"As far as I can tell, there is no dispute that higher sea temperatures mean more energy for these storms to feed on," said Kevin Trenberth of the
Trenberth is convinced that global warming is a major factor in spawning the kinds of intense hurricanes that kill, and he is hardly alone.
The U.N. Intergovernmental Panel on Climate Change, which set out the consequences of global warming in a series of reports this year, said future hurricanes and typhoons will probably be more intense as tropical seas continue to heat up.
However, Chris Landsea of the
HOW MUCH IMPACT FROM GLOBAL WARMING?
When it comes to the relationship between hurricane strength and global warming, "the important question is not, is there an impact, but how much of an impact," Landsea said in a telephone interview. "When you look at all of the studies ... it's a pretty tiny sensitivity.
Sea surface temperatures have risen an average of about that much in the tropical Atlantic, the Caribbean and the
He said that 1 percent difference in intensity, gauged by the force of the storm winds, makes little difference, even in a storm with the devastating strength of 2005's Katrina, a top-ranked Category 5 hurricane. "Consider that we can only estimate winds to the nearest 5 miles (8 km) an hour here at the hurricane center and when you get to Category 4 or 5, you're really making a guess to the nearest 10 miles (16 km) an hour," Landsea said. "A 1- or 2-mile an hour (1.6 to 3.2 km) change is so tiny you can't even measure it."
But Trenberth noted that global climate change was a big factor in driving the spike in sea surface warming in 2005, a hurricane season that broke records for its intensity.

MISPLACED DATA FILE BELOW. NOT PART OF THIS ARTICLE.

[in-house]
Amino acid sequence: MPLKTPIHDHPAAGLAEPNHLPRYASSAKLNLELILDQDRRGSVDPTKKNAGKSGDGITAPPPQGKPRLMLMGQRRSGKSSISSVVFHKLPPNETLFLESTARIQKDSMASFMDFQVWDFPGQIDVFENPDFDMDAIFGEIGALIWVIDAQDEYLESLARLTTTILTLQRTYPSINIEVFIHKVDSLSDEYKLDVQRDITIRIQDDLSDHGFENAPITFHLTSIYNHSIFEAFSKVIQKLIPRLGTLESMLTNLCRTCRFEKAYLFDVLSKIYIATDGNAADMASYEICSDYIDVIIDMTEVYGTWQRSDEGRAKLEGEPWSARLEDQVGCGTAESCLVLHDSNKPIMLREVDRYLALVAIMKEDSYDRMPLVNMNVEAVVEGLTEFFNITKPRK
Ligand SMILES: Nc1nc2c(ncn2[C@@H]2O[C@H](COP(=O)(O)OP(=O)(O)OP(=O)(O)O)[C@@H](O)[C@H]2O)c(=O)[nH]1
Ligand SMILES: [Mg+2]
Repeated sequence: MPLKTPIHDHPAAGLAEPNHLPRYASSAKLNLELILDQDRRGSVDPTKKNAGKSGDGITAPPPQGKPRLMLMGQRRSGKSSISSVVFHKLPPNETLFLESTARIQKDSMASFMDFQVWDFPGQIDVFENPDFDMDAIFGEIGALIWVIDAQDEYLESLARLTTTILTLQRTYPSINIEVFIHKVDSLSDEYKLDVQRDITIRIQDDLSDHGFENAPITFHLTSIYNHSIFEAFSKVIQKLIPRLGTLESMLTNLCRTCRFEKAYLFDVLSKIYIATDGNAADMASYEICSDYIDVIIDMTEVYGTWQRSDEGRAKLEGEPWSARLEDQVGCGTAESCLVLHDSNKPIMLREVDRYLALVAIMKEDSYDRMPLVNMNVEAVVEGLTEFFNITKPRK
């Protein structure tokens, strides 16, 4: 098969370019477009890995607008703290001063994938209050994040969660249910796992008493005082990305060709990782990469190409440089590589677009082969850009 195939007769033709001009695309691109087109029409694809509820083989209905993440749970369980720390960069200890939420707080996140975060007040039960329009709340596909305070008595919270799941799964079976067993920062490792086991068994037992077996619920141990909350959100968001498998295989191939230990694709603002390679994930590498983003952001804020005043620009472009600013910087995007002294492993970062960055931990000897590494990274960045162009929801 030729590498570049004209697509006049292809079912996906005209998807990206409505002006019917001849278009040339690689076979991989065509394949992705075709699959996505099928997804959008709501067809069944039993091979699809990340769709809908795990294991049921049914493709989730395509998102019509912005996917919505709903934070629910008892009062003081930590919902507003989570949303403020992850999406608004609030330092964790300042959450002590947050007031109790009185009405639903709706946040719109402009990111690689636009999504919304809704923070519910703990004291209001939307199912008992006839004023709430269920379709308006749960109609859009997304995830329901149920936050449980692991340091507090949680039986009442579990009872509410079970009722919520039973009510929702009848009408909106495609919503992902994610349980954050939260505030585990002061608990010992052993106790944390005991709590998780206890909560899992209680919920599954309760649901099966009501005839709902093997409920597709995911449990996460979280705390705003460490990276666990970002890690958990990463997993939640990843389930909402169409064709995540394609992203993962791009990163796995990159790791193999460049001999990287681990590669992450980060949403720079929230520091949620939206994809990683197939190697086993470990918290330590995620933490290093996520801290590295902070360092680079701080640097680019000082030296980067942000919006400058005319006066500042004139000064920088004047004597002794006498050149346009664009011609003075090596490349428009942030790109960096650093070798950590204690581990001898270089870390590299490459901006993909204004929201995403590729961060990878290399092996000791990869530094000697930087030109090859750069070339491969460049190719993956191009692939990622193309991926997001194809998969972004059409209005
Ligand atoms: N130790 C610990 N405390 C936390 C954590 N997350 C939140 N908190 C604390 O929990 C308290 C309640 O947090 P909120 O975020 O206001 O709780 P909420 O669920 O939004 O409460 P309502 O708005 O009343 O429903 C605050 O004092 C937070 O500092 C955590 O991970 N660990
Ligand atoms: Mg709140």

Tropical sea temperatures were up by 1.6 degrees F (.92 degree C) in 2005. "That's way higher than the next highest on record for the period," Trenberth said. Global warming accounted for about half of that rise, he said.
By contrast, the
'GLOBAL WARMING DOESN'T GO AWAY'
"The key thing about global warming is it doesn't go away," Trenberth said. "It provides a background level (of warming), and the natural fluctuations can be thought of as occurring on top of it."
Kerry Emanuel, a climate scientist at the Massachusetts Institute of Technology, stated plainly that human-caused global warming contributes to hurricane intensity. There has been a large upswing in the frequency of Atlantic hurricanes, beginning in 1995," Emanuel said on his Web site, http://wind.mit.edu/~emanuel/anthro2.htm. "This corresponds to an upswing in tropical
Emanuel said there was no evidence that natural cycles or regional Atlantic climate phenomena are affecting sea surface temperatures, which have an impact on hurricanes.
John Holdren, a climate scientist at
The matter is not settled. A study published in Nature last week said hurricanes over the past 5,000 years appear to have been controlled more by El Nino and an African monsoon than warm local sea surface temperatures.